Courtney Poulos, broker-owner of Acme Real Estate, started her Los Angeles-based real estate brokerage for the low, low price of $1,000 a month in rent. She and Luke Monroe, broker and CEO of Kendrick Realty, dish on the real cost of doing business as a brokerage owner at Inman Connect New York.
Courtney Poulos, the broker-owner of Acme Real Estate, launched her Los Angeles-based real estate brokerage for the low, low cost of $1,000 a month in rent. She’s since added 25 agents across two offices while closing approximately $100 million in sales volume.
“When I started my brokerage it was just me, and I got a brick-and-mortar space and that $1,000 a month commitment to that space brought me into the office every day,” Poulos told the crowd at the Indie Broker Summit at Inman Connect in New York on Monday.
Poulos said advertising for free on social media helps the bottom line, and if you’re already an agent, you come with contacts. It wasn’t until her business began to grow that she hired a social media person, for example.
“We spent a long time up front with our first office trying to come up with a replicable, scalable plan,” Monroe said.
Monroe opened new offices in Southern California and Florida last year and plans to open eight more this year. His strategy is a hefty spend on lead generation – $3,000 per agent per month.
“We approach online leads as our business strategy, not a business strategy augmentation,” Monroe said.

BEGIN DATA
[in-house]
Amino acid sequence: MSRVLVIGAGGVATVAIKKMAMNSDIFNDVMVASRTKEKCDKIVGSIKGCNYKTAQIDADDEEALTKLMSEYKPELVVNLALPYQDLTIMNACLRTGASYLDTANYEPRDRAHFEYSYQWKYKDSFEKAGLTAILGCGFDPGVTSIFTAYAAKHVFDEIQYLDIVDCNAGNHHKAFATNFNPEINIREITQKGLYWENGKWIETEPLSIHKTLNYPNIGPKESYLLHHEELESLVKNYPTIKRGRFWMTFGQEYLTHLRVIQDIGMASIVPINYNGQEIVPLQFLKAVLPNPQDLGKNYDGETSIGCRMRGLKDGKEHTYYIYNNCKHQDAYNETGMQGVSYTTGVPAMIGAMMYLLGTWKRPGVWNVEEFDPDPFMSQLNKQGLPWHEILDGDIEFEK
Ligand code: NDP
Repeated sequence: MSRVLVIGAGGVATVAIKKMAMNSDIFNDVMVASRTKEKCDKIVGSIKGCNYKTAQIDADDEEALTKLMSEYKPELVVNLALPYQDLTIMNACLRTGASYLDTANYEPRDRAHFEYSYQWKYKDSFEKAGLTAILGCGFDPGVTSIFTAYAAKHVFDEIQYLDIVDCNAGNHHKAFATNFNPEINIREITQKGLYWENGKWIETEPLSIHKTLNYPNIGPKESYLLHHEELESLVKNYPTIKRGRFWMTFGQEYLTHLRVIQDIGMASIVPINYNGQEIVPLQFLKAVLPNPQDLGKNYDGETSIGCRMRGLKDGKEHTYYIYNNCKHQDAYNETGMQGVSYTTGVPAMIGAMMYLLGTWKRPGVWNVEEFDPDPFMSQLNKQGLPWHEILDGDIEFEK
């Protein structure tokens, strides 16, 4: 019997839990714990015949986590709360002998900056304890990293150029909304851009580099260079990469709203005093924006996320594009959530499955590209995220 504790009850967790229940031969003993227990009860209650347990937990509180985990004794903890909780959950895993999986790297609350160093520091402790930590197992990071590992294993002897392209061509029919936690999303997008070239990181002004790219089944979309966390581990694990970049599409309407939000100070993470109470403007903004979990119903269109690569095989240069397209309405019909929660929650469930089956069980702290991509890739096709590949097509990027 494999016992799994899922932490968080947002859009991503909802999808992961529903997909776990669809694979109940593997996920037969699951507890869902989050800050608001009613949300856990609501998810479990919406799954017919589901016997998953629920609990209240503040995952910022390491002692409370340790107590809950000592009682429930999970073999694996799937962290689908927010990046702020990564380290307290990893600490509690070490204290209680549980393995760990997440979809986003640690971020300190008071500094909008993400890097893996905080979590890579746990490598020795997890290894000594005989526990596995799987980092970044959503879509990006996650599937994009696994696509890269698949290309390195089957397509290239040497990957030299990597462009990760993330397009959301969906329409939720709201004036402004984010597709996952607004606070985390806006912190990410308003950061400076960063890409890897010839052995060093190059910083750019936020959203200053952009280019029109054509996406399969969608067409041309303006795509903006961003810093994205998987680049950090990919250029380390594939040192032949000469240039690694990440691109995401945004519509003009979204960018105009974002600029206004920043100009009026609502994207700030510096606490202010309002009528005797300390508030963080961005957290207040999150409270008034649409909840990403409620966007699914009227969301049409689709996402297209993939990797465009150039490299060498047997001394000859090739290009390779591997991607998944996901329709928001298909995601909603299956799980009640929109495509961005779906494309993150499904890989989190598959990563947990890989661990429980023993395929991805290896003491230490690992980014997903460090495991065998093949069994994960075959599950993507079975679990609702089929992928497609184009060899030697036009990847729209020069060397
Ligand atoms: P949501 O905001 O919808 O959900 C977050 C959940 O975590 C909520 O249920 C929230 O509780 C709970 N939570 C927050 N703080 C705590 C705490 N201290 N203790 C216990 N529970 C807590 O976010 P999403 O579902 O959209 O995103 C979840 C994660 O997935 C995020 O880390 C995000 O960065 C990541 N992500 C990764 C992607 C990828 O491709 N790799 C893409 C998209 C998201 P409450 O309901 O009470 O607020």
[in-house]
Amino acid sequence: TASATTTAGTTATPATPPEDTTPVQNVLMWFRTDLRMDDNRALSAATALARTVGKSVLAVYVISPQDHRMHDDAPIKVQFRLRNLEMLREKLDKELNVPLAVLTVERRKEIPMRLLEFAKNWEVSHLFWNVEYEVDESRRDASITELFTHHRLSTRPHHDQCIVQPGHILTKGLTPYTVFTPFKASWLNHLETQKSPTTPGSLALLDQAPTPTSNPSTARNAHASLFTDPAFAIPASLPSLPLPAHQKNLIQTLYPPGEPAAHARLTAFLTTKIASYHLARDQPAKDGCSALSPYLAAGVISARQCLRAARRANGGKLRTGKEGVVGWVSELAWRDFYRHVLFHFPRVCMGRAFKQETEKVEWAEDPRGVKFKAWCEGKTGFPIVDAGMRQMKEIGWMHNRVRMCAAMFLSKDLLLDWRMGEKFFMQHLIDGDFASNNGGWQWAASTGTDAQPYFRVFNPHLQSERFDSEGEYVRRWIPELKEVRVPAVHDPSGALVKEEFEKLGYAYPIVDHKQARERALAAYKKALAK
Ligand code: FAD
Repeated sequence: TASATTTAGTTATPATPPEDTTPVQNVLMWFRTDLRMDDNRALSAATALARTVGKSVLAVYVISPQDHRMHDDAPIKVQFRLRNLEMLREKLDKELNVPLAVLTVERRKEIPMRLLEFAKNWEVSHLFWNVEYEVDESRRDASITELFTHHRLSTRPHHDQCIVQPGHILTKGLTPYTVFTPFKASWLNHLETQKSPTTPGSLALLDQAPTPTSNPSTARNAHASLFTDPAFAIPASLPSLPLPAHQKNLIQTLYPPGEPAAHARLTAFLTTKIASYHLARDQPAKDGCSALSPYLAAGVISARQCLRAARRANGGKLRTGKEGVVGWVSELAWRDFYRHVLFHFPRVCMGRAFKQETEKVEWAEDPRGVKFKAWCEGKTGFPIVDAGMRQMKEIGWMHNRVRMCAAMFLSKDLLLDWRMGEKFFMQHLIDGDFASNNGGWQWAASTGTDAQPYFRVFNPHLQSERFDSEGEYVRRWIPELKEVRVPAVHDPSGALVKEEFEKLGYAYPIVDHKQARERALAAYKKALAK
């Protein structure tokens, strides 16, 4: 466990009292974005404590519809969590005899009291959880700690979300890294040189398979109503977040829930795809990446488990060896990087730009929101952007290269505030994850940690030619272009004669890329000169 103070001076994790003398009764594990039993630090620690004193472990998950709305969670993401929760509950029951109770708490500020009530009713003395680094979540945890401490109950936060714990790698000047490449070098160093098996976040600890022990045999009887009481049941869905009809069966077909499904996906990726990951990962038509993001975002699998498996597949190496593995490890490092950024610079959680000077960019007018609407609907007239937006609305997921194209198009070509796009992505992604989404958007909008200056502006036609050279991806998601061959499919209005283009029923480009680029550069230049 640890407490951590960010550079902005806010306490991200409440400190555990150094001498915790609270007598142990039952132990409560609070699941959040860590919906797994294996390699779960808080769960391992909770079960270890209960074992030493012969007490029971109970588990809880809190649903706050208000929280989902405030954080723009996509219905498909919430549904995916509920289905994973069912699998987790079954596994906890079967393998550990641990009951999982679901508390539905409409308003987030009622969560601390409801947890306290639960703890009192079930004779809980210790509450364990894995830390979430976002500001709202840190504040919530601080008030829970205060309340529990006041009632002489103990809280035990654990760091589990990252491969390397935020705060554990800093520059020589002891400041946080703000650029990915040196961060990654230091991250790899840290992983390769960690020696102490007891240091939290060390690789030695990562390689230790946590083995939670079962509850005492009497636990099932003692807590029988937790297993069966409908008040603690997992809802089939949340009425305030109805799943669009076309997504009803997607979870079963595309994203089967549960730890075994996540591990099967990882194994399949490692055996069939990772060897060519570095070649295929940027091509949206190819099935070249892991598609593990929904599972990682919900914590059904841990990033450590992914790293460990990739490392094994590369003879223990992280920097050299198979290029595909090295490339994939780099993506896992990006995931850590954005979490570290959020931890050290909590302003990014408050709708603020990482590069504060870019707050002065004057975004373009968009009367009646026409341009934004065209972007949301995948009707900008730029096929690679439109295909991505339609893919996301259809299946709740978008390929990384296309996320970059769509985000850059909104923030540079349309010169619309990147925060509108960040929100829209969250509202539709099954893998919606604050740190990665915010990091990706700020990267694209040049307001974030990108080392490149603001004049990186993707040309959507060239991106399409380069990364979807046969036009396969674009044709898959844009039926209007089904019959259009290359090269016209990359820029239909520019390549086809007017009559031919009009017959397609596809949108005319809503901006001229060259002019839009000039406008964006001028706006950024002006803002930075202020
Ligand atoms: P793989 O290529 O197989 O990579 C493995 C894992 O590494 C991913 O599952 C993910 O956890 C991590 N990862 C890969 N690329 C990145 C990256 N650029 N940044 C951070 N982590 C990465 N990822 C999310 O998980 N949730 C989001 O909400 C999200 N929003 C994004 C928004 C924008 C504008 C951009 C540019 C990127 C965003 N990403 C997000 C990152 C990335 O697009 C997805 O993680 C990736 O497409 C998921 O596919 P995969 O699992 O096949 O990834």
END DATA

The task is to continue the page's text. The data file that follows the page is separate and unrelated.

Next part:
Monroe laid out some of the estimated costs for opening a new brokerage office, from $40 per person to $2,000 per office for lead generation and organization. And $2,500 a month to 35 percent of gross commission for client nurturing. But perhaps the biggest unforeseen cost is the owner’s time and expertise, which has a major value, according to Monroe.
“Start with your spreadsheet,” Monroe said. “Go through and understand rent, licensing, what it costs to get your foot in the door. Do it intentionally.”
Both Monroe and Poulos emphasized the importance of investing in people up front. That investment is part of Monroe’s scalable strategy. He said he can build an office anywhere in the country and in any market, just as long as he has the right people.
Poulos’ upfront investment tactic comes in the form of a training program for new licensees and brokers that are fed up elsewhere. She recalled recently losing a few agents to Compass, which “pissed her off.”
“Turnover is so expensive,” Monroe said. “Turnover is one of the most expensive things that any broker can experience.”